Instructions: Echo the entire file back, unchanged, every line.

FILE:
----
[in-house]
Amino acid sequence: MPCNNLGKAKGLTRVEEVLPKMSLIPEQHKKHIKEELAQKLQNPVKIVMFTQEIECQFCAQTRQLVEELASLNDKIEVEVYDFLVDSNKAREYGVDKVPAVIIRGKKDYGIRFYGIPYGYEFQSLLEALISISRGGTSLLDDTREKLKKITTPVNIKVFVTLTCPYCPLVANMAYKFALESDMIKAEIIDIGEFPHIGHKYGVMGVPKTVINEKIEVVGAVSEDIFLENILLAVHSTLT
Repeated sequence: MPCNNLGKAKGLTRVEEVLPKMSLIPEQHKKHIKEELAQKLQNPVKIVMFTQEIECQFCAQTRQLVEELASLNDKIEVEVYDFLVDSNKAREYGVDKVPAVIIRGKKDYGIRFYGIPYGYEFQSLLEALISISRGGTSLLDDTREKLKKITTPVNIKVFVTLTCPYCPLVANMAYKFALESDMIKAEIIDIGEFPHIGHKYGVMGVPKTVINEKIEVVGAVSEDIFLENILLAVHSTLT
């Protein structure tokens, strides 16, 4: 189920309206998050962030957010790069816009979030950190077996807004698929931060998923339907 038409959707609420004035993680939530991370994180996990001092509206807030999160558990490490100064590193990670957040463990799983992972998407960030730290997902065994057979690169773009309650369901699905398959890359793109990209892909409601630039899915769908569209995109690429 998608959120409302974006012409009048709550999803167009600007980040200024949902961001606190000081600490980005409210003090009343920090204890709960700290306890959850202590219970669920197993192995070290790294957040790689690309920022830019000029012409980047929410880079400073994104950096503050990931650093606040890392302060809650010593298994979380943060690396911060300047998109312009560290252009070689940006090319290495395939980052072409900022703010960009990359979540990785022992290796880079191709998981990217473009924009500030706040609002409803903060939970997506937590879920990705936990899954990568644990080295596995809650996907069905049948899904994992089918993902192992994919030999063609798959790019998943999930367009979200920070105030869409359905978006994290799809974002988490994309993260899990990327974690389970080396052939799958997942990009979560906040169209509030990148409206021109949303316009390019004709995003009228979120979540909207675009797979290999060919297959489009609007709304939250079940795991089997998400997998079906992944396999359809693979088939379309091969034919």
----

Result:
[in-house]
Amino acid sequence: MPCNNLGKAKGLTRVEEVLPKMSLIPEQHKKHIKEELAQKLQNPVKIVMFTQEIECQFCAQTRQLVEELASLNDKIEVEVYDFLVDSNKAREYGVDKVPAVIIRGKKDYGIRFYGIPYGYEFQSLLEALISISRGGTSLLDDTREKLKKITTPVNIKVFVTLTCPYCPLVANMAYKFALESDMIKAEIIDIGEFPHIGHKYGVMGVPKTVINEKIEVVGAVSEDIFLENILLAVHSTLT
Repeated sequence: MPCNNLGKAKGLTRVEEVLPKMSLIPEQHKKHIKEELAQKLQNPVKIVMFTQEIECQFCAQTRQLVEELASLNDKIEVEVYDFLVDSNKAREYGVDKVPAVIIRGKKDYGIRFYGIPYGYEFQSLLEALISISRGGTSLLDDTREKLKKITTPVNIKVFVTLTCPYCPLVANMAYKFALESDMIKAEIIDIGEFPHIGHKYGVMGVPKTVINEKIEVVGAVSEDIFLENILLAVHSTLT
């Protein structure tokens, strides 16, 4: 189920309206998050962030957010790069816009979030950190077996807004698929931060998923339907 038409959707609420004035993680939530991370994180996990001092509206807030999160558990490490100064590193990670957040463990799983992972998407960030730290997902065994057979690169773009309650369901699905398959890359793109990209892909409601630039899915769908569209995109690429 998608959120409302974006012409009048709550999803167009600007980040200024949902961001606190000081600490980005409210003090009343920090204890709960700290306890959850202590219970669920197993192995070290790294957040790689690309920022830019000029012409980047929410880079400073994104950096503050990931650093606040890392302060809650010593298994979380943060690396911060300047998109312009560290252009070689940006090319290495395939980052072409900022703010960009990359979540990785022992290796880079191709998981990217473009924009500030706040609002409803903060939970997506937590879920990705936990899954990568644990080295596995809650996907069905049948899904994992089918993902192992994919030999063609798959790019998943999930367009979200920070105030869409359905978006994290799809974002988490994309993260899990990327974690389970080396052939799958997942990009979560906040169209509030990148409206021109949303316009390019004709995003009228979120979540909207675009797979290999060919297959489009609007709304939250079940795991089997998400997998079906992944396999359809693979088939379309091969034919």